When something surprising happens, it provides a special learning experience for babies, a study suggests. Researchers at Johns Hopkins University set up a series of experiments in which babies were exposed to objects whose behavior did and did not "violate expectations," per the study, published in Science. In one case, for instance, 11-month-olds witnessed a ball rolling along a ramp until it hit a pair of parallel walls blocked by a screen. In some cases, when researchers lifted the screen, the ball had been placed between the two walls—creating the illusion that it had moved through the first, the Los Angeles Times reports. "Infants who saw the surprising event—the ball that passed through the wall—learned this new information very efficiently," researcher Aimee Stahl tells the Times.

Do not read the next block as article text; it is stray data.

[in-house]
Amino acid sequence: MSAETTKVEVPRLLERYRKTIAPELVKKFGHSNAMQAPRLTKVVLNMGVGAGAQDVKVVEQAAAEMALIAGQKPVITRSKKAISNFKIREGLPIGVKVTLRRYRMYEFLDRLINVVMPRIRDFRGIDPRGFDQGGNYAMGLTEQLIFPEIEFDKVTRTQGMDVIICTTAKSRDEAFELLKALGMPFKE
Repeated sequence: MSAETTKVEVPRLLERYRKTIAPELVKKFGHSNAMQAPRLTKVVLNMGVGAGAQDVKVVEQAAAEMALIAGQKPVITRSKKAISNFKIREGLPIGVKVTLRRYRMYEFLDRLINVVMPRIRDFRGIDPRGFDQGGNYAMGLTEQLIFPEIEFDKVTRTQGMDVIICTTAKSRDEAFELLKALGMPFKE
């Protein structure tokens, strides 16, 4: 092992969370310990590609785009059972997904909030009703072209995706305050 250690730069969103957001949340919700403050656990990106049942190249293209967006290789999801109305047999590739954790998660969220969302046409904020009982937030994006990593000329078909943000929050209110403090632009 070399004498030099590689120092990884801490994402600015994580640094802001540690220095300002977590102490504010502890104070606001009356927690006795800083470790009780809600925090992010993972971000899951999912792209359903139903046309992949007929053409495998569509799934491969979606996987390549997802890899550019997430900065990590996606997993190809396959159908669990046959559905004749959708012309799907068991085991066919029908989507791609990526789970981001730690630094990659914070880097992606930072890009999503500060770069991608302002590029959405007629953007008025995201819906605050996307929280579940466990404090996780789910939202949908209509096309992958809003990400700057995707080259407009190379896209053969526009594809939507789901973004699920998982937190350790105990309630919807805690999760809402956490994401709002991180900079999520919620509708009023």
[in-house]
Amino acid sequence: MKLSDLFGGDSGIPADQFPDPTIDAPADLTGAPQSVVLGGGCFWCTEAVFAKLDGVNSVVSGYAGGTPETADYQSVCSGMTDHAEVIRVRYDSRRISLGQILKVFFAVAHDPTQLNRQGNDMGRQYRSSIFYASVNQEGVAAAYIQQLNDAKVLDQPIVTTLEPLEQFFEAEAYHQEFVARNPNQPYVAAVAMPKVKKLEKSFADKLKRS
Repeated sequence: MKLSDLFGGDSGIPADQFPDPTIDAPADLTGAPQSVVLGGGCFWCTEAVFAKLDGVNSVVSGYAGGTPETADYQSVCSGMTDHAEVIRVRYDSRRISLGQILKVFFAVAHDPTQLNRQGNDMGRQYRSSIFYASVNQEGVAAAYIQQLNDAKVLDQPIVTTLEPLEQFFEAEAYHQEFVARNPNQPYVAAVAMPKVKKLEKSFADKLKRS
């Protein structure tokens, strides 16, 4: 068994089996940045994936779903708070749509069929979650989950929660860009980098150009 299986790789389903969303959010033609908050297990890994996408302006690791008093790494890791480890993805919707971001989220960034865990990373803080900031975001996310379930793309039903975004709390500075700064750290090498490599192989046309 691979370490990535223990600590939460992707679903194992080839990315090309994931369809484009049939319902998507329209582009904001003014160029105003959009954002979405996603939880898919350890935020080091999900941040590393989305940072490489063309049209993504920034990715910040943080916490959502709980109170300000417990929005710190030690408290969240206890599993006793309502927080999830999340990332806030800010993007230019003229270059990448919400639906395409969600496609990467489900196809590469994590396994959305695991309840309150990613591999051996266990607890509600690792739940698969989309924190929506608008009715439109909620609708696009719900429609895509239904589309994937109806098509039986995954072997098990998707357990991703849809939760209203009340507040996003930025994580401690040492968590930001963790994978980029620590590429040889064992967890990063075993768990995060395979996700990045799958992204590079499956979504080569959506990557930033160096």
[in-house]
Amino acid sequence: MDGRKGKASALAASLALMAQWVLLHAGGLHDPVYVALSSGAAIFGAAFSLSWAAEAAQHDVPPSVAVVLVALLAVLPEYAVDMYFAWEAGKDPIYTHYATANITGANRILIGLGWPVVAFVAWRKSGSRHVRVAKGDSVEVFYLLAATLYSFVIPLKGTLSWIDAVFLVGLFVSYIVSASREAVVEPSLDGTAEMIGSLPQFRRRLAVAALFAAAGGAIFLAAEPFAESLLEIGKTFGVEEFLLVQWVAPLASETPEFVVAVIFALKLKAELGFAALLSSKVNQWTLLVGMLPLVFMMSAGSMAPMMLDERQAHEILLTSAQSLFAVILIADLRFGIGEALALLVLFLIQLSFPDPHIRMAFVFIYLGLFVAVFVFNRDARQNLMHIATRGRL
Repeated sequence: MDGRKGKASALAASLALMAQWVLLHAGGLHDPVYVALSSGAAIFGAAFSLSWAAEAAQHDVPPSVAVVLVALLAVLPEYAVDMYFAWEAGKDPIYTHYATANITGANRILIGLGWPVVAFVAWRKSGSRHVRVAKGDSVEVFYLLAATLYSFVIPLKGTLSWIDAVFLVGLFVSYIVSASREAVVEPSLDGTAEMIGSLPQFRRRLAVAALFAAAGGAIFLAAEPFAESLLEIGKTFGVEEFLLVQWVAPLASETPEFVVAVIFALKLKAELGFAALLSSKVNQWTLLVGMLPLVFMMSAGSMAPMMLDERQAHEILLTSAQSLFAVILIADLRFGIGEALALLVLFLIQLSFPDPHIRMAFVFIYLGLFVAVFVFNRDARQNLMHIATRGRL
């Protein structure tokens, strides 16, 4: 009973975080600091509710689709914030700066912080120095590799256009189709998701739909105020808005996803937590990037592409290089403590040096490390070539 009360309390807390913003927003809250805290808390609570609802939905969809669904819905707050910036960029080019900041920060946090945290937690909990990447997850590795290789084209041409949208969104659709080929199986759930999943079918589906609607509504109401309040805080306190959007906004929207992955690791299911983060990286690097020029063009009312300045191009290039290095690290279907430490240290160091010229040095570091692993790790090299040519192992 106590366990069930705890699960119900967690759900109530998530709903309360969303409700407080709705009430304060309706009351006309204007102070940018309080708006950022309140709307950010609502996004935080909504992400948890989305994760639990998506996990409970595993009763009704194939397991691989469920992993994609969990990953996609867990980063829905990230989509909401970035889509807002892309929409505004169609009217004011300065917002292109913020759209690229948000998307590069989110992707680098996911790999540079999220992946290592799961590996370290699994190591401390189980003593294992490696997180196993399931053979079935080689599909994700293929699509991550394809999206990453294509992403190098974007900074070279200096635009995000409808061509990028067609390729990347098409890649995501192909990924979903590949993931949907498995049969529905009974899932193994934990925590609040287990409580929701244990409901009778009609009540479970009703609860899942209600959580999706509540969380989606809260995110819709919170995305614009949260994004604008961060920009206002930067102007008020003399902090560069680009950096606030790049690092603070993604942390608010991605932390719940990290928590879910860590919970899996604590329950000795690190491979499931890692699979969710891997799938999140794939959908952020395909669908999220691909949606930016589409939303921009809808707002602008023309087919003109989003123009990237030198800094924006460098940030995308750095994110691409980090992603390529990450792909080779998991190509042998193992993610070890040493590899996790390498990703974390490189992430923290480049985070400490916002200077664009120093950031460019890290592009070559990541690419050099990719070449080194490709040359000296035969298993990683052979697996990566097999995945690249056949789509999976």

Indeed, when an object behaved in a seemingly odd way, babies showed special interest in it. In another experiment, babies saw a ball that looked as if it were hovering in midair. Babies who later played with that ball tended to drop it more often than they hit it, whereas babies who played with the ball that had seemed to go through a wall were more interested in hitting it than dropping it, the Times notes. "This raises some exciting, intriguing questions about whether surprise could be used by parents and teachers to shape how babies learn," Stahl tells the Baltimore Sun. She suggests one activity: Hide a ball and see if your infant tries to find it. (Another handy tool for babies' development: naps.)